Slim Chances For A Major Virgin Atlantic Alliance
Co-ordinating frequent flier miles and the like may sound like the birth of a fourth airline alliance but the reality is much different. Virgin Atlantic has very little on offer for anyone else to “join in” on their bandwagon.
When the Star Alliance was formed in the mid-1990s, it was too early to tell how much influence such a grouping would have on air transport policy, open skies and even mergers between airlines once seen as flag carriers for their home nations.
How times have changed. Indeed, they’ve changed so much that the likes of Virgin Atlantic have completely missed the boat and now their only realistic chance of salvaging a spot rests either the Star Alliance or Skyteam Alliance – for clearly obvious reasons they won’t be entertaining the hosts at oneworld.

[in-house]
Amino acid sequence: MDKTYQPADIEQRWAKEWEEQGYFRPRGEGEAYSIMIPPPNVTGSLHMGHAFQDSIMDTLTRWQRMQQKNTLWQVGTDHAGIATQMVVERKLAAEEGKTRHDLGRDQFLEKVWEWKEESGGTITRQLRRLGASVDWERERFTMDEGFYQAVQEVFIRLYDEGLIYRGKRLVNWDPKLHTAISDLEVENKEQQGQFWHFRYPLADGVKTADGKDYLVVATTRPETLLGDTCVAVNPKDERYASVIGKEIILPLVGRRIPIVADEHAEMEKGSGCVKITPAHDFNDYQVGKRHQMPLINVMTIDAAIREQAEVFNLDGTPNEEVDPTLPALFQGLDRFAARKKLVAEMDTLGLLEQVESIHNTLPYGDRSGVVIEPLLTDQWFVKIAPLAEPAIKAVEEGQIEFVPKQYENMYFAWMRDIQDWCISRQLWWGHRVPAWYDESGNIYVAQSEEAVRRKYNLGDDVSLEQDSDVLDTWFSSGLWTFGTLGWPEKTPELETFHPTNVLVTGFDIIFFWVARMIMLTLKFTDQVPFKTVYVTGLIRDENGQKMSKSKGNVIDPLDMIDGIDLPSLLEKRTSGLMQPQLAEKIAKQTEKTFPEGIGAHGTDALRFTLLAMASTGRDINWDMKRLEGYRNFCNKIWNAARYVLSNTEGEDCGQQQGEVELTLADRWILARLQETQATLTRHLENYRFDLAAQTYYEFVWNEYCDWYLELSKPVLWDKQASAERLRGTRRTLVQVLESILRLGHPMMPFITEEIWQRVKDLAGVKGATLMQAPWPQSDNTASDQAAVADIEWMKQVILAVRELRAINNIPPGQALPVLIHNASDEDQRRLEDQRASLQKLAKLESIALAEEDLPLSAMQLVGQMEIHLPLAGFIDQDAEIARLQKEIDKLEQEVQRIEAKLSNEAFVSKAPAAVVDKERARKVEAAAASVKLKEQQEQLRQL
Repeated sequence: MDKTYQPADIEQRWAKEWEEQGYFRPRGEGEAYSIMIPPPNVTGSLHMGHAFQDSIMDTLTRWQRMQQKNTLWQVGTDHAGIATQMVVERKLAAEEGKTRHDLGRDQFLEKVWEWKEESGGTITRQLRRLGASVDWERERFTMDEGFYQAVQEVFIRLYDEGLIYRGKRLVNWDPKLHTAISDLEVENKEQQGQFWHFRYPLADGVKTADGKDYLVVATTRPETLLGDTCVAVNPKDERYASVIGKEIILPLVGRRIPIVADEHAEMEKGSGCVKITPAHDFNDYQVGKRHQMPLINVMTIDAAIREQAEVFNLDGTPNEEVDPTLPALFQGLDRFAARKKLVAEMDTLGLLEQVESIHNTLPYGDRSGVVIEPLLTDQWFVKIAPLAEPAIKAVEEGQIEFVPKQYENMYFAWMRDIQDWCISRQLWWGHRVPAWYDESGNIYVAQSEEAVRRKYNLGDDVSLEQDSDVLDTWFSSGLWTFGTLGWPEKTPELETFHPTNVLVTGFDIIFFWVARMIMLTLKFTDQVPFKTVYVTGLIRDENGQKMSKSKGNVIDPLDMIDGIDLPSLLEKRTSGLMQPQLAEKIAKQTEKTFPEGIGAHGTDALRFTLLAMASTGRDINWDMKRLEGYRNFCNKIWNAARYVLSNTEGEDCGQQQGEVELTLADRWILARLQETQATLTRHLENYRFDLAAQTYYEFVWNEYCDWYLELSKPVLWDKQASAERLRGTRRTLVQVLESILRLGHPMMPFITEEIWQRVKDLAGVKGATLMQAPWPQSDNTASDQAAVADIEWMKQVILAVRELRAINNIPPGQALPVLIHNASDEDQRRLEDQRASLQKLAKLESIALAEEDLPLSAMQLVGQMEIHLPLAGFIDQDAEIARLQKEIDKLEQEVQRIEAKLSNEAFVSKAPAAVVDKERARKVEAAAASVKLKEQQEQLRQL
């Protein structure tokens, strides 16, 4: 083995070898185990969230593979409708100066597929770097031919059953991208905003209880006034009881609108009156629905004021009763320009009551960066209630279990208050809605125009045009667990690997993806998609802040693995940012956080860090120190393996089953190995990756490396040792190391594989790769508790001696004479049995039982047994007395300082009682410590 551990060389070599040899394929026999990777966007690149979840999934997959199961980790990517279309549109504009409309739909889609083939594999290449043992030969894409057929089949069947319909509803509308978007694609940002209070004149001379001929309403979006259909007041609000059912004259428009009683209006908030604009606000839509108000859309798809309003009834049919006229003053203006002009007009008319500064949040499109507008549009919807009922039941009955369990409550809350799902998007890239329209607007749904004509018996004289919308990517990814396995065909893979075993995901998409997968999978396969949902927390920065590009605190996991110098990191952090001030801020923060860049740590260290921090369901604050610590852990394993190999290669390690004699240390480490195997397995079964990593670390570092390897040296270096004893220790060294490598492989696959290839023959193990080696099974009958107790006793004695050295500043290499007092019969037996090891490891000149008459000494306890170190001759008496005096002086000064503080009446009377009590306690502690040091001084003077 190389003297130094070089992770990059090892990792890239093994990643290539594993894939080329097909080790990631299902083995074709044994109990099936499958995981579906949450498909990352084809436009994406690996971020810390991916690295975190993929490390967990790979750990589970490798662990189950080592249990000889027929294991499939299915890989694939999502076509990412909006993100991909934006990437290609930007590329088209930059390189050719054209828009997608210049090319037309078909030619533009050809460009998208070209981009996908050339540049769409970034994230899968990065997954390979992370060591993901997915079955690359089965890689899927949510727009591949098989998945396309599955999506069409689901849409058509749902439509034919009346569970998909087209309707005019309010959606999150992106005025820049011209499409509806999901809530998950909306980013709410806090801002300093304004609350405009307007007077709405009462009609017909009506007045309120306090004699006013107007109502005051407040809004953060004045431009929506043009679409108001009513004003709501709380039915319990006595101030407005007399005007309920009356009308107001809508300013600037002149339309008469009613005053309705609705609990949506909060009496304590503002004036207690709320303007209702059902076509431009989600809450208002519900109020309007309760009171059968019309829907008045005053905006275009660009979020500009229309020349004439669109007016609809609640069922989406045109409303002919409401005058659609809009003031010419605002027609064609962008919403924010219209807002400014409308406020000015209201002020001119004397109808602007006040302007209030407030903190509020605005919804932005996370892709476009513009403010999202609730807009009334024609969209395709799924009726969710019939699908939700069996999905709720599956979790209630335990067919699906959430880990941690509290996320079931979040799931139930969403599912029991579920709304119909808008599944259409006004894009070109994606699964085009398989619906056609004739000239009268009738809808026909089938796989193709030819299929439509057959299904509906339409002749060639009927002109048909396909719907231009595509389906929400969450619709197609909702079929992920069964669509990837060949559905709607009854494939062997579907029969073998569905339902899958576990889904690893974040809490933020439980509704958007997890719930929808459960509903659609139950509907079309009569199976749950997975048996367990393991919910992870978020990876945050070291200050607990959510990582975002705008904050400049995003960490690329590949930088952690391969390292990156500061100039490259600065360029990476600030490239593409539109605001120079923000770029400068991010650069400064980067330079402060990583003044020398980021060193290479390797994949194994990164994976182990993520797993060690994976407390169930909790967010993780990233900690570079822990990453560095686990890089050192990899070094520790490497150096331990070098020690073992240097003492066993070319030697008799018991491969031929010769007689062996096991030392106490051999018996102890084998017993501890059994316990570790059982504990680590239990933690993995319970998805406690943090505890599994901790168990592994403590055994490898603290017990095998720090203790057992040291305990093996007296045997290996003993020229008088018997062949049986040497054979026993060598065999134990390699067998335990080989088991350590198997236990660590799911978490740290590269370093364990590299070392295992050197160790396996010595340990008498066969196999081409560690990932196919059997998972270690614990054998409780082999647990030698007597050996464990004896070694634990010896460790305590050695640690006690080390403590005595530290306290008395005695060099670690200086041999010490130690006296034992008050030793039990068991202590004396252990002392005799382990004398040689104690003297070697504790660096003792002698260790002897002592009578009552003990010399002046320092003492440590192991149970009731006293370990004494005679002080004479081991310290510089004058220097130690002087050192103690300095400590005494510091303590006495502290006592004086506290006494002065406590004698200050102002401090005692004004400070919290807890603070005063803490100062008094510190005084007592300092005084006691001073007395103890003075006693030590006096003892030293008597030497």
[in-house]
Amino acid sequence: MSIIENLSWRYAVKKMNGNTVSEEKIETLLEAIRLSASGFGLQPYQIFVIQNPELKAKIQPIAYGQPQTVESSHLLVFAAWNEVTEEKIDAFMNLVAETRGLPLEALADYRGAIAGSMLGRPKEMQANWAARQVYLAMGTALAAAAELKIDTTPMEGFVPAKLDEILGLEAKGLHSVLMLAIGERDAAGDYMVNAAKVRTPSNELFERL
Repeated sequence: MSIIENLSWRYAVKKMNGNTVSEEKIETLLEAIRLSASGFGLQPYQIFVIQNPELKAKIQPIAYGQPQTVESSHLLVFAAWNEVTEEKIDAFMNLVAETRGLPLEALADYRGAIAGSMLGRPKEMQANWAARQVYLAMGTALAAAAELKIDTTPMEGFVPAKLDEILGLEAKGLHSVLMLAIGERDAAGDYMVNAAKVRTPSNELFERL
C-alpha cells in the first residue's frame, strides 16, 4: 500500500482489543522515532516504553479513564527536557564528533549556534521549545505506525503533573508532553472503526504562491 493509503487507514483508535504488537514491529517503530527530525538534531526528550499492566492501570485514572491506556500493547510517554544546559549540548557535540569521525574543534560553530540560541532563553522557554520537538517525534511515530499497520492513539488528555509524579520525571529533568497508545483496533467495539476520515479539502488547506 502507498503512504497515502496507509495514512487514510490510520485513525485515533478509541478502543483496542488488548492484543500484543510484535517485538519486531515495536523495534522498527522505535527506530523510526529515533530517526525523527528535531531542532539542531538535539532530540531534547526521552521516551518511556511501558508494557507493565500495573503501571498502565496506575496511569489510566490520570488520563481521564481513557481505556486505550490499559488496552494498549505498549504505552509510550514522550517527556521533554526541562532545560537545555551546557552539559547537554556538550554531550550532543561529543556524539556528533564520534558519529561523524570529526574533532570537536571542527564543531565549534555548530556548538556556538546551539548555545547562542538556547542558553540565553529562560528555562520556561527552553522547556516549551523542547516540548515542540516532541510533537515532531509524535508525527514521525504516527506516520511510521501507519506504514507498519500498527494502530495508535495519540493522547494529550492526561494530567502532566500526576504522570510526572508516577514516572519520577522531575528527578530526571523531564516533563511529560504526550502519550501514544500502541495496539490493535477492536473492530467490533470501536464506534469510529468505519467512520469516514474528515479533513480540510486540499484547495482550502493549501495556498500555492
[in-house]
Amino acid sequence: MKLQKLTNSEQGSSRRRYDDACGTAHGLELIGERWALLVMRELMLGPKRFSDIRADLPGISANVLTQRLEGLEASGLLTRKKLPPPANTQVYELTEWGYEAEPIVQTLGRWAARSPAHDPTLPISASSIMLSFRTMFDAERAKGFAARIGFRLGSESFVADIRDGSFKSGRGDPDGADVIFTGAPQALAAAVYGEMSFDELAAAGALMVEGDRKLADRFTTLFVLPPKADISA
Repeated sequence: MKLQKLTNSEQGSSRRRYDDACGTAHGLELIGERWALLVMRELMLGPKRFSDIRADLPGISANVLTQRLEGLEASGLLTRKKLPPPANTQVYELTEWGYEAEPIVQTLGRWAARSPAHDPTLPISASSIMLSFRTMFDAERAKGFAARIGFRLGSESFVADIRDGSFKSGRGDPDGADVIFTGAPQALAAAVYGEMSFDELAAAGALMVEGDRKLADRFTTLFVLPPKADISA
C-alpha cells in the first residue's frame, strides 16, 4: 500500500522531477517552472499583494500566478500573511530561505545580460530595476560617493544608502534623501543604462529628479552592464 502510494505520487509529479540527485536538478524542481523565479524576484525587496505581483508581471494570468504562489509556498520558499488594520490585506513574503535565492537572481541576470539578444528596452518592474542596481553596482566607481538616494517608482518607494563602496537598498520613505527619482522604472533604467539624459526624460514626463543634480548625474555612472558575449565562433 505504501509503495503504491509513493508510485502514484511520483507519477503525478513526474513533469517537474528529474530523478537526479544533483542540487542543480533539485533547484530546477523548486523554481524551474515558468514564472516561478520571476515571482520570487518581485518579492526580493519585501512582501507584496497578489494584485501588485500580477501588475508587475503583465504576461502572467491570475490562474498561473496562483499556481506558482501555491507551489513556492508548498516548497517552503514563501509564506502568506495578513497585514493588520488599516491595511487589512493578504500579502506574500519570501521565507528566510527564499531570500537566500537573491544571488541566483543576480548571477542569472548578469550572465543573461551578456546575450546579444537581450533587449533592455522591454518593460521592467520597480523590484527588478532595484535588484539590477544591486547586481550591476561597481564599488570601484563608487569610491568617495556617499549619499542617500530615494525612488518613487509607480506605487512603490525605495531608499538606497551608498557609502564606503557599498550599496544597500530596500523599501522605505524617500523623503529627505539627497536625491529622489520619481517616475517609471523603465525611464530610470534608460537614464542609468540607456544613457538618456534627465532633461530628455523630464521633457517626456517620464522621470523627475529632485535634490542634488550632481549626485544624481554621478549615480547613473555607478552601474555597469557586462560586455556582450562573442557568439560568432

In the time that the Star Alliance has become a dominant grouping, Virgin Atlantic has concentrated its efforts on British Airways and lost sight of the bigger picture. Perhaps its 49% shareholder Singapore Airlines could get them a backdoor pass into the Star Alliance where almost certainly the airline would be welcomed and benefit from the near 30-members the assemblage has.
Co-ordinating the activities of VAustralia, Virgin Blue, Virgin America and Virgin Atlantic is only going to appeal to die-hard brand-loyal customers and bring nothing to anyone having to use the other carriers due to choice, price or any other reason.
For that reason, it is going to be extremely difficult to attract new members that may have other interline agreements with constituents of the other three alliances and even more difficult recruiting any big names that currently sit on the sidelines, like any of the Arab carriers, EVA Air or others.
A new alliance? Highly unlikely – credit for Virgin to try and play the game, despite being late but they’ll probably end up where Singapore Airlines is since they don’t have much choice to make a go of a new grouping all on their own.